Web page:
This post may contain affiliate links. See our affiliate disclaimer here.
Hiring a motorhome is a great way to tour France (or any country, if you ask us!). European campervans are a little different than RVs in the States, so let’s start with a full tour and I’ll share more details below!
France Motorhome Hire: Campervan Specs
Length: 7.4 M (24 feet)
Height: 2.8 M (9 feet)
Width: 2.35 M (7 feet 9 inches)
Weight: 3.5 tons
Grey Tank Capacity: 85L (22.5 gallons)
Fresh Water Capacity: 140L (37 gallons)
Welcome to our living room/dining room/car seat storage area!
There really isn’t a living room on an RV this small, but it is where we spent most of our time. While driving, Ellie and Eli’s car seats—both of which we rented from Anywhere Campers—were harnessed into the bench seat. Once we were parked, we removed Eli’s car seat and used Ellie’s as Eli’s high chair. In such a small space, it felt really crowded leaving them both in!
The captains chairs in the cab swiveled so the four of us could comfortably sit at the table for meals. The table even has an extension that slides out, giving us plenty of room to eat.
This living area is also where we stored most things. The cabinets were packed with food and snacks, and the overhead shelves were often filled with paperwork and jackets. There were multiple hidden cabinets where we stored water bottles and cleaning supplies. And if you look closely at the video above, you might see the tiny shelves next to the door where Ellie kept her markers and we kept our keys.
The trash can is mounted on the door, a built-in feature giving you a place to store your trash. Hands down, this is the worst part of the RV. We’ve had trash cans like this on multiple rental RVs now and they are always too small at the opening. If you can pull the trash bag out without ripping it, you are a magician. Just something to be aware of before you overfill your bag!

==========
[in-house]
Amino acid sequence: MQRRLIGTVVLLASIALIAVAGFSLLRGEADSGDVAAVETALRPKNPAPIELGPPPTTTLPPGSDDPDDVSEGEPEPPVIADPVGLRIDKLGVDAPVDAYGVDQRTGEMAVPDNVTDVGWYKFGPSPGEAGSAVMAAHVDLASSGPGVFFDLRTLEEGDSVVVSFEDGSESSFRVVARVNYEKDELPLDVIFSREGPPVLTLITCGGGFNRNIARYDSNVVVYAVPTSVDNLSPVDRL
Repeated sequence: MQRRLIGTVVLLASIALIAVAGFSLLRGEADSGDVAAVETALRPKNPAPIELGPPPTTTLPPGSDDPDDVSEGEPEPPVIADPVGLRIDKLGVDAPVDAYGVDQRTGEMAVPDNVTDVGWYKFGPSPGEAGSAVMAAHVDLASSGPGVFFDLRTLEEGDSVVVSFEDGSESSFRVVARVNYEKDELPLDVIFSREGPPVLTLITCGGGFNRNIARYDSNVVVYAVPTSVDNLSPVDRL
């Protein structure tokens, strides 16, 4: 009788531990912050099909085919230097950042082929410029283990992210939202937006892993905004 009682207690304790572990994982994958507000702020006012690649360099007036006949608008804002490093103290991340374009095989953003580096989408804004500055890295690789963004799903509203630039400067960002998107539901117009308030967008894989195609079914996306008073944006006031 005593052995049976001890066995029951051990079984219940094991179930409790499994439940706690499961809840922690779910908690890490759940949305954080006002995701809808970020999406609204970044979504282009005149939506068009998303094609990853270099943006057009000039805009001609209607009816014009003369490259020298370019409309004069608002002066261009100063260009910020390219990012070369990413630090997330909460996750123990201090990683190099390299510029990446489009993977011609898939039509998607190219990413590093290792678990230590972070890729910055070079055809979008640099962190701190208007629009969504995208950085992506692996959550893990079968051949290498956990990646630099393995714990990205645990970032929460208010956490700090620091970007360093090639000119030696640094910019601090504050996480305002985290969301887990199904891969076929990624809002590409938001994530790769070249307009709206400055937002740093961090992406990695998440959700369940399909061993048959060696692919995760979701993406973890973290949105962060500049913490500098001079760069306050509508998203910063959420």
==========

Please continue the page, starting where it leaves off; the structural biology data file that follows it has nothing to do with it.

The kitchen includes a small sink, three burner stove, and a refrigerator. We cooked many meals in this kitchen—usually using the table to chop vegetables since there was little open counter space. It’s definitely cozy, but has everything you need for whipping up fast meals on the road.
The kitchen came equipped with silverware, utensils, plates, etc. The only thing it was missing was wine glasses. We picked some plastic ones up in Champagne so we could semi-properly enjoy the spoils of France.
The onboard bathroom is separated into a shower and a small closed-off room with your toilet and sink. An accordion-style door comes out on the bedroom side of the shower and the bathroom door magnetically stays open so you can connect the bathroom and the shower. This is especially important when you’re showering and need privacy, but we mostly used it so we could access the bathroom and create a second bedroom while the baby was sleeping!
The most important feature of the bathroom is easily the toilet. Abroad, you’ll most often see cassette toilets. Unlike in the States where you dump your waste all in the same septic tank, abroad you’ll remove your toilet tank, roll it over to a chemical toilet for RV cassettes, and manually dump it out. This is a much more intimate process than dumping your black tank!